Wonders never cease! Here is a Danish pianist (also composer) who has been completely off my radar; indeed even Google does not tell you much. And yet, this is one of the best piano recitals I have heard.

Right from the declamatory start of the Bach Partita No. 2 one knows this is a pianist of substance. Dramatic, finely spun, yet with nothing forced (an absolute no-no in Bach for me), the opening set the tone for the piece. the dance rhythms are naturally rendered, yet at times spontaneous and almost jazzy. The counterpoints and the balance between the two hands are always perfect. This is Bach playing of the highest order, and I have never heard better, live or on record.

The Beethoven Op 111 is equally awesome, opening also in a dramatic declaration. Sivelov's excellent technique ensures there is no ugly struggle, yet the uncommonly inventive music is deeply probed and hugely satisfying. The program I have to say is highly intelligent, and his playing makes us aware of the dance and jazzy elements common to both pieces. Bravo!

After a brief intermission, Sivelov plays a group of Scriabin, Sonata-Fantasy No. 2, Deux Morceaux (Op 57 and 59), and Feuillet d'album, Op 58. which are all rendered with the utmost color; the sometimes abruptly shifting vistas always sound interesting and never drifting, as they can be in lesser hands. The last piece was stirring account of Bartok's Sonata. As before, Sivelov's rhythmic command is unassailable.

The pianist is a bit of an eccentric (perhaps that accounts for his obscurity). His soft shoes do not go with his tux, but one understands why he wears them, as he is prone to tap on the floor. Even more unusually, he vocalizes extensively, but the sounds are not the usual sing-along type (Glenn Gould), nor moaning (Keith Jarrett), rather hoarser and closer to hissing and forceful exhalation. These antics can be distracting, but I'd gladly put up with them when the playing is on such lofty grounds.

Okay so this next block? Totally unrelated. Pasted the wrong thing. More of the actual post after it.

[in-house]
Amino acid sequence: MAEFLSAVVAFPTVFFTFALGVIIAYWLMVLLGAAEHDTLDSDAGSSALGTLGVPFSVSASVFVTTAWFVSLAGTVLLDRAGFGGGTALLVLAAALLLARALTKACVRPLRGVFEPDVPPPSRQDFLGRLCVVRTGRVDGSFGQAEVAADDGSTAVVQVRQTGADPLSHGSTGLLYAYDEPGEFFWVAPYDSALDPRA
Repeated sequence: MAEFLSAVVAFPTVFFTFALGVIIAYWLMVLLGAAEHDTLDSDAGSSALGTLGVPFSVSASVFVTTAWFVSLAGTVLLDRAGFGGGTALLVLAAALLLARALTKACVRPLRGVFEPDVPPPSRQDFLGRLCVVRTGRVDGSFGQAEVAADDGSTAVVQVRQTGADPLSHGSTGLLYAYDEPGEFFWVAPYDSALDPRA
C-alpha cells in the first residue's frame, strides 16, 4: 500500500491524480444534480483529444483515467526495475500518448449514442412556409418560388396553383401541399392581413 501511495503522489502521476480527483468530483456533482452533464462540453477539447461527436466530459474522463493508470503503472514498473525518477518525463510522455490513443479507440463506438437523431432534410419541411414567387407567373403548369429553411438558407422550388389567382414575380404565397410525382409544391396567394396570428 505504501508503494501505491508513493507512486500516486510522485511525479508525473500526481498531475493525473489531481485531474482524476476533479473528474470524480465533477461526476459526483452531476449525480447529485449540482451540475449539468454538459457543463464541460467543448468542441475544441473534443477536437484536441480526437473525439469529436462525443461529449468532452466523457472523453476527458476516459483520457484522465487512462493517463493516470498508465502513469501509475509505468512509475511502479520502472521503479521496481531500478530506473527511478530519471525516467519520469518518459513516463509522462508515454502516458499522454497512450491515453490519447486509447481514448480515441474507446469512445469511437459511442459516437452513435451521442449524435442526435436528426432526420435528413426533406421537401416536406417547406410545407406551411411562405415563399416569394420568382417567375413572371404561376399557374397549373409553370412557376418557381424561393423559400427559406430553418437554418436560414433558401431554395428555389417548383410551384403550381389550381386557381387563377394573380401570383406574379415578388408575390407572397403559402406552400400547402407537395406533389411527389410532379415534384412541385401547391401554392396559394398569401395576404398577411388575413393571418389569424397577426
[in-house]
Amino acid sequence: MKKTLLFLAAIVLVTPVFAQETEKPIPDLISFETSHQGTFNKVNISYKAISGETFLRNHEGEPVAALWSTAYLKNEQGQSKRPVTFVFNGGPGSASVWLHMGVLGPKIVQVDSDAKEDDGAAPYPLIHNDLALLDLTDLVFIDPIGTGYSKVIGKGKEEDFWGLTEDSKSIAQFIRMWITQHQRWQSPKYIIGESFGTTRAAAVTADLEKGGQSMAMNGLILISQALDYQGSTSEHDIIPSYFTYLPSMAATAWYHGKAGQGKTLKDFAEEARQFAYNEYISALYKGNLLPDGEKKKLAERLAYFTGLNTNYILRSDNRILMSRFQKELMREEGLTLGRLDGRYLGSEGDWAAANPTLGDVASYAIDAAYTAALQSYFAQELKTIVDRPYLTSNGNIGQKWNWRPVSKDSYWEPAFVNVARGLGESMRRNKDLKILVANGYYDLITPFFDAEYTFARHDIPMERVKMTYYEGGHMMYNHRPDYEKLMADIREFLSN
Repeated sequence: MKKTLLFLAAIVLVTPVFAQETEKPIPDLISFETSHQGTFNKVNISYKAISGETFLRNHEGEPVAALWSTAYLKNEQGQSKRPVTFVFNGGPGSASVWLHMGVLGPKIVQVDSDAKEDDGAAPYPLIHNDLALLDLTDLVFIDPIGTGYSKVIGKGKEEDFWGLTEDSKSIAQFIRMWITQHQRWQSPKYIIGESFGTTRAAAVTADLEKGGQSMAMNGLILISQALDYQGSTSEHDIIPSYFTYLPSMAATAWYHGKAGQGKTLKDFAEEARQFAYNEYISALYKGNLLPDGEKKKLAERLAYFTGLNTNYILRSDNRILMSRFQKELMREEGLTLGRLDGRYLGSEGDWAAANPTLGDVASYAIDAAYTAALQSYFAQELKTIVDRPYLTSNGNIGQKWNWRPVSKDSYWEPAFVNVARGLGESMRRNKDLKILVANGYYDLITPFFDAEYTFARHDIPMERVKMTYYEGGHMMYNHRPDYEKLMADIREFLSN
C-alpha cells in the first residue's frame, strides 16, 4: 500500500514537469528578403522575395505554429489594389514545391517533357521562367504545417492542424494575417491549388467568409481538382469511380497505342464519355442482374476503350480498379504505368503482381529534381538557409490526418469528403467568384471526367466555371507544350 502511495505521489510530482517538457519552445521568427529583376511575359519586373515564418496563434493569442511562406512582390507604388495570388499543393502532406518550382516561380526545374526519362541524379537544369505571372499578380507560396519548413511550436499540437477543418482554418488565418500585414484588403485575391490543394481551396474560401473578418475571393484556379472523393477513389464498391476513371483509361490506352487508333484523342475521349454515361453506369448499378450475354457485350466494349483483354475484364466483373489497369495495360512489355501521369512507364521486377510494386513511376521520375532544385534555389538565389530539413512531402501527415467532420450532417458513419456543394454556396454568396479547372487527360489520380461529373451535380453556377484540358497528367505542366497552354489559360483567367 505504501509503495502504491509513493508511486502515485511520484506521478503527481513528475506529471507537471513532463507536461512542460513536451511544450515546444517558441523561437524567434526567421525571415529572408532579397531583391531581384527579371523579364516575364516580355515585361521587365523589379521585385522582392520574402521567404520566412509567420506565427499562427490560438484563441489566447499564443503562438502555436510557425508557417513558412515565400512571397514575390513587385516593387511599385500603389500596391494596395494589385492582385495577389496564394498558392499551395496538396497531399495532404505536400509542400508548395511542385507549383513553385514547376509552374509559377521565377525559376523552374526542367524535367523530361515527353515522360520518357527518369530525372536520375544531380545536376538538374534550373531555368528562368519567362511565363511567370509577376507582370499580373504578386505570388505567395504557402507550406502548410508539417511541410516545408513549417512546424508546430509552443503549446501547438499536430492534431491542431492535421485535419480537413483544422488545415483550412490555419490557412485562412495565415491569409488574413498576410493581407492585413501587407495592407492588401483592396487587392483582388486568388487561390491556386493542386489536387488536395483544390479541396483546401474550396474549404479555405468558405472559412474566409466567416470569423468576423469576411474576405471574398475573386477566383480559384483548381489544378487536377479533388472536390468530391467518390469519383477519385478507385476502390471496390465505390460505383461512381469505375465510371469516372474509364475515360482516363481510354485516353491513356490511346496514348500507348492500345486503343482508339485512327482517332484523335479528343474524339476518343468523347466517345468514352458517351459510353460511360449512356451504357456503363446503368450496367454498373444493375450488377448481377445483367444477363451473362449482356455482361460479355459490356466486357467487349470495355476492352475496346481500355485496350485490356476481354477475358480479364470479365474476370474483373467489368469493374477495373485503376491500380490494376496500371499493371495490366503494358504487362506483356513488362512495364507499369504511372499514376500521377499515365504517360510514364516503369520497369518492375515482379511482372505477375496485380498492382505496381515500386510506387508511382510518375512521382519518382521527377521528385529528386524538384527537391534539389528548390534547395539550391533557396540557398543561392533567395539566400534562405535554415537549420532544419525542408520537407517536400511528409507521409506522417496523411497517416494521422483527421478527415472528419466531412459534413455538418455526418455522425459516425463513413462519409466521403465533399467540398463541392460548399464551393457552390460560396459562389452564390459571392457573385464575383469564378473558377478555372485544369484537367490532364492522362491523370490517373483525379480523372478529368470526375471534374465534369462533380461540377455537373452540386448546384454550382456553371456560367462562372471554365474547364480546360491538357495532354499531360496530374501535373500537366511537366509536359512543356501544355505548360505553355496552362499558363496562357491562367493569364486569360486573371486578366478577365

This was a free lunch time recital on campus; the small LeFrak Hall is beautiful and cosy, and acoustically excellent. The program is going to be repeated at Town Hall today (also free); I almost feel like going again.

19 September, 2018

Inner Mongolia Performing Arts Troupe

Sept 15, 2018, Flushing Town Hall
Inner Mongolia Performing Arts Troupe

The Flushing Town Hall is a historic building that presents cultural events at affordable prices, focused mostly on upcoming ensembles in Jazz and World Music.

The ensemble is a Chinese government sponsored institution. While the music and dance are undoubtedly authentically Mongolian, the choreographed presentation is not without influence from the Soviet (Chinese) and other models. Indeed some numbers could pass for Russian folk dance or flamenco! World Music indeed.

For description of the program, read this cached link. From internet pictures it seems the ensemble is larger that what we saw on the day. Despite the small stage, the dancers gave energetic performances, and the band was excellent. It was hugely enjoyable and the audience (few Chinese) was highly enthusiastic.